2 minutes with abiodun hero

2 Minutes with Abiodun Osoba

Blog post
By Abi Walker | 13 November 2018
 
1. How did you come to agile/business agility?

Business agility for me means enabling the entire business (beyond Technology) to deliver customer value faster, better and with healthy engaged teams leveraging the Agile/Lean mindset. It means being able to respond quickly to market changes while innovating ahead and anticipating customer desires. It also means leading through extreme uncertainty and disruption.

I have over 20 years’ experience in telecommunications, banking, retail, wholesale, technology and software industries. I started off as a technical contributor, then as a Business Analyst, Project/Programme Manager and I successfully led digital programmes in three countries after which i discovered Agile as a better way of delivering projects, products and services. 

I am now an Enterprise /Executive /Organisation/Leadership Agile Coach for several client organisations. Because of my dedication to innovation and operational excellence, as well as my continuous interests to facilitate the continuous improvement culture In organisations I decide to set up a company called The Agile Advisor. 

My main focus was to engage with other leaders and colleagues who are on the same transformation journey, share their knowledge and learn something new they can apply themselves.

 

2). What's your current job title?

I am an International Lean/Agile Coach & Trainer for Enterprise Transformations at The Agile Advisor Global.

 

3).  What do you actually do?

I focus on delivering practical and enduring results and equipping my clients to grow and lead. I partner with clients to put recommendations into practice. My implementation specialists work directly with clients over long periods to help develop workforce skills, drive operational improvement, and apply new working methods.

I continually seek new and better ways to serve my clients and aim to anticipate their future needs. I encourage my people to create and pilot new capabilities and tools, and I invest our firm’s resources in these efforts:

  • Agile Advisors turn ideas and strategies into prototypes and applications quickly—from overnight visualisations to enterprise-level applications

     
  • Technologists and Agile Advisors develop rapid prototypes, build custom software and apps, and embed recommendations directly in clients’ existing technology platforms

     
  • Data experts and Agile Advisors maintain advanced data models that allow our clients to generate insights and make better, faster decisions

     
  • Turnaround executives from Agile Advisor Recovery & Transformation Services work in all regions and industries to help set distressed or failing businesses back on a course to long-term financial health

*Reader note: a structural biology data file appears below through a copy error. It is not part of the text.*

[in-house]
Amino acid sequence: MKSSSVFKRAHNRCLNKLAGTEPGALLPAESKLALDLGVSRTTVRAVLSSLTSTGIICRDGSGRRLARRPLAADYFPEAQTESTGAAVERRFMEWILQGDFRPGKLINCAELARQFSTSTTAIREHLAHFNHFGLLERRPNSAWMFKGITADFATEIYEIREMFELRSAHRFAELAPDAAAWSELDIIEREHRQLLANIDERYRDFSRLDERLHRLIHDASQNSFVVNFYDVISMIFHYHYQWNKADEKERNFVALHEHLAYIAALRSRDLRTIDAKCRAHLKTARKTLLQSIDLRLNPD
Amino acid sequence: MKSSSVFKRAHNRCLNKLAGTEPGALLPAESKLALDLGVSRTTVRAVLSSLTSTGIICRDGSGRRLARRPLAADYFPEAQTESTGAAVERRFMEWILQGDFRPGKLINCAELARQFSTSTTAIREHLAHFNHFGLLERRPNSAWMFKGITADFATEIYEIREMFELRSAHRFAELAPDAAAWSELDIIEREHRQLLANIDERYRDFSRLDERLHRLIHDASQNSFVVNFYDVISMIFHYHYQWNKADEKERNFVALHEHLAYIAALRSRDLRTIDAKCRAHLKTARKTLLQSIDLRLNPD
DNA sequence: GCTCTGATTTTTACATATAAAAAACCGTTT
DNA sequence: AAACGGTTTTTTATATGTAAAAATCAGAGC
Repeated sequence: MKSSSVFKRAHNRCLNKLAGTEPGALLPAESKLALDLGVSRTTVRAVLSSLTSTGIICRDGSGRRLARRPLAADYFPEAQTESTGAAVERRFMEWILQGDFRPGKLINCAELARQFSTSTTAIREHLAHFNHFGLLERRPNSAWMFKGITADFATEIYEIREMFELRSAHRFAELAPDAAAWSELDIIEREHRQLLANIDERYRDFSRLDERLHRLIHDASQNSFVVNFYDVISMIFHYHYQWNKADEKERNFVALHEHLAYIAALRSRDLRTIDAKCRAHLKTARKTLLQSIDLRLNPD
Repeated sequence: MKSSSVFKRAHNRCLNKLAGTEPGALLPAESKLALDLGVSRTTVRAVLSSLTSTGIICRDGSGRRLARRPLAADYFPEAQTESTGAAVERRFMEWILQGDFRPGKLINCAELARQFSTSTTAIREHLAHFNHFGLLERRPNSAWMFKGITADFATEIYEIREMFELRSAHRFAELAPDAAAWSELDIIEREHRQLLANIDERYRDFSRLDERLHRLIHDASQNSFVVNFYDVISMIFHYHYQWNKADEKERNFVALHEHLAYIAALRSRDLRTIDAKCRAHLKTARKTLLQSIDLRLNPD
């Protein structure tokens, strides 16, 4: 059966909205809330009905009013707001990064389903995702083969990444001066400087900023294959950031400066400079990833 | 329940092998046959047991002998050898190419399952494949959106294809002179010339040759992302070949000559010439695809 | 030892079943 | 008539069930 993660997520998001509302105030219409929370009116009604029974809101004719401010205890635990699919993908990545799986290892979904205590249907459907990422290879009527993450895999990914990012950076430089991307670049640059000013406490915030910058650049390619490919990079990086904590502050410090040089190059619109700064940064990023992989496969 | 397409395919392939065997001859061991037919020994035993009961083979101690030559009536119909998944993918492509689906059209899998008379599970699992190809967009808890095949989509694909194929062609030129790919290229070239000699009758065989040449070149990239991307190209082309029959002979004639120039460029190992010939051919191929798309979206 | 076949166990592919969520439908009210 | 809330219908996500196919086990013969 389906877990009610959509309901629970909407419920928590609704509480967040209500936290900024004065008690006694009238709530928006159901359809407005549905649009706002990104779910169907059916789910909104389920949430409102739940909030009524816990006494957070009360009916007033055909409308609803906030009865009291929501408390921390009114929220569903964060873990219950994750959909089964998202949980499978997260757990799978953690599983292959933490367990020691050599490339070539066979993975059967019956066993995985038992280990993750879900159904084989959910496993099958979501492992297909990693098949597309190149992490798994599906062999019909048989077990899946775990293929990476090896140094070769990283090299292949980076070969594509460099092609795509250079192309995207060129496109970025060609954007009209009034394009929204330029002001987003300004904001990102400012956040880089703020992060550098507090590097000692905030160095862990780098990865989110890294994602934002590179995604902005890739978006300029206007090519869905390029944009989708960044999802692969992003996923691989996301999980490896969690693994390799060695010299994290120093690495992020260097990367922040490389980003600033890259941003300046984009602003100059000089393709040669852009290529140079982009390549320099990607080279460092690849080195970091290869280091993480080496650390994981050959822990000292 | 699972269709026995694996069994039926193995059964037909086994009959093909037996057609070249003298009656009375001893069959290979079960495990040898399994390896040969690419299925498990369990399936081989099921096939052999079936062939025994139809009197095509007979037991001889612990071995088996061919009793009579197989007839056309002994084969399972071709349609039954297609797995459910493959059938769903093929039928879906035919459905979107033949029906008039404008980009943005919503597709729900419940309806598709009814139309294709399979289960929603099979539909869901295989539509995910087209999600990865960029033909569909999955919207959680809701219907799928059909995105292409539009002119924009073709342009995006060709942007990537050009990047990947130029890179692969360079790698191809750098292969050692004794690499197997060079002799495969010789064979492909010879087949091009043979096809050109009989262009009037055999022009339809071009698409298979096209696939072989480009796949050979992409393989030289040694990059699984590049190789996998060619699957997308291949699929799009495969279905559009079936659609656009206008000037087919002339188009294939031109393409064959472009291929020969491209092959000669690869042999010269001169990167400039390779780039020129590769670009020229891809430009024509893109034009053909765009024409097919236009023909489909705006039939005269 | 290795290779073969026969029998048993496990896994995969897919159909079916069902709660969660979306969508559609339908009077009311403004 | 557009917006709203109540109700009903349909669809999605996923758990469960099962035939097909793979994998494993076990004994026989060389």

4). What's the biggest issue you see in your community at the moment?

The biggest issue in my community is Culture.

I typically attend a few conferences each year and this year has been no different. From speaking with clients, many great people it's rather clear that the most common and impactful challenge is getting organisational buy-in. I can’t tell you how many conversations I have had where organisations are facing the same challenge.

Organisations need to wake up and realise it takes more than buy-in from software development, software quality and project management divisions. Scrum team members still face having multiple managers demanding information and things get done instead of respecting/understanding the process and allowing the ScrumMaster to do his or her job. There are managers who fear that by no longer having control over resources, they lose their power and there are managers who simply struggle to make the adjustment. It takes time and encouragement from the ScrumMaster and other team members to get used to this change. Small teams of no more than seven team members as recommended by Scrum Alliance can help give people control and build their confidence. 

The bigger challenge is correcting the organisational culture transition. Training shouldn’t be limited to those who will be in the Scrum teams. The entire organisation should have training. By training everyone, not only will everyone have a better understanding, but they will understand the importance of the process. It will show your Scrum teams you’re fully behind them and support the new process. With the training, you need to show resources how this process will help them.

 

5). Which books would you recommend?
  • One up Trivia: Take Trivia to the next level by Ken Weber

     
  • The Lean Start up by Eric Ries

Abiodun Osoba is Founder of The Agile Advisor Global, in Canada

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